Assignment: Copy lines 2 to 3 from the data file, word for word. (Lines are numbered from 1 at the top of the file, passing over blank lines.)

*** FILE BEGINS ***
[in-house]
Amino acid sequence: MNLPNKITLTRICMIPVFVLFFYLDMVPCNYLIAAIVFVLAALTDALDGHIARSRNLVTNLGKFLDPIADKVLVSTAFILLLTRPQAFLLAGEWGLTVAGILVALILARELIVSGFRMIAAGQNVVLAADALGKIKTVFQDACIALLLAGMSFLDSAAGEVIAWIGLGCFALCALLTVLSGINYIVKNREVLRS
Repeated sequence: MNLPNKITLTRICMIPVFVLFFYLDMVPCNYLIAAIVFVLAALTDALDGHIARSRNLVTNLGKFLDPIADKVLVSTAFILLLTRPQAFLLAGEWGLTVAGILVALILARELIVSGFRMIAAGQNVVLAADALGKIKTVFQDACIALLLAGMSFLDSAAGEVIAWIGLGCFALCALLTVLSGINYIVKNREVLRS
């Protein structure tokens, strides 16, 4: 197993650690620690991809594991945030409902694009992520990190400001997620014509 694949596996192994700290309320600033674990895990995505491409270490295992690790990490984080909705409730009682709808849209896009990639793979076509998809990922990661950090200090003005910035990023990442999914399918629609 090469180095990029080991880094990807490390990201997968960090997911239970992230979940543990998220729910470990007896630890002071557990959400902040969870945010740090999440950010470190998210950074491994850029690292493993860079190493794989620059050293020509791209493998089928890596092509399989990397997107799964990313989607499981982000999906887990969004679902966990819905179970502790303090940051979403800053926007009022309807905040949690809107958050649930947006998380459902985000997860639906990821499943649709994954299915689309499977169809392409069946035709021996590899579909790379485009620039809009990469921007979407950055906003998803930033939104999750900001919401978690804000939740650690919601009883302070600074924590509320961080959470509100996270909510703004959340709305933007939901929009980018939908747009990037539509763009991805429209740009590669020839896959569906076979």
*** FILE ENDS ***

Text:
Amino acid sequence: MNLPNKITLTRICMIPVFVLFFYLDMVPCNYLIAAIVFVLAALTDALDGHIARSRNLVTNLGKFLDPIADKVLVSTAFILLLTRPQAFLLAGEWGLTVAGILVALILARELIVSGFRMIAAGQNVVLAADALGKIKTVFQDACIALLLAGMSFLDSAAGEVIAWIGLGCFALCALLTVLSGINYIVKNREVLRS
Repeated sequence: MNLPNKITLTRICMIPVFVLFFYLDMVPCNYLIAAIVFVLAALTDALDGHIARSRNLVTNLGKFLDPIADKVLVSTAFILLLTRPQAFLLAGEWGLTVAGILVALILARELIVSGFRMIAAGQNVVLAADALGKIKTVFQDACIALLLAGMSFLDSAAGEVIAWIGLGCFALCALLTVLSGINYIVKNREVLRS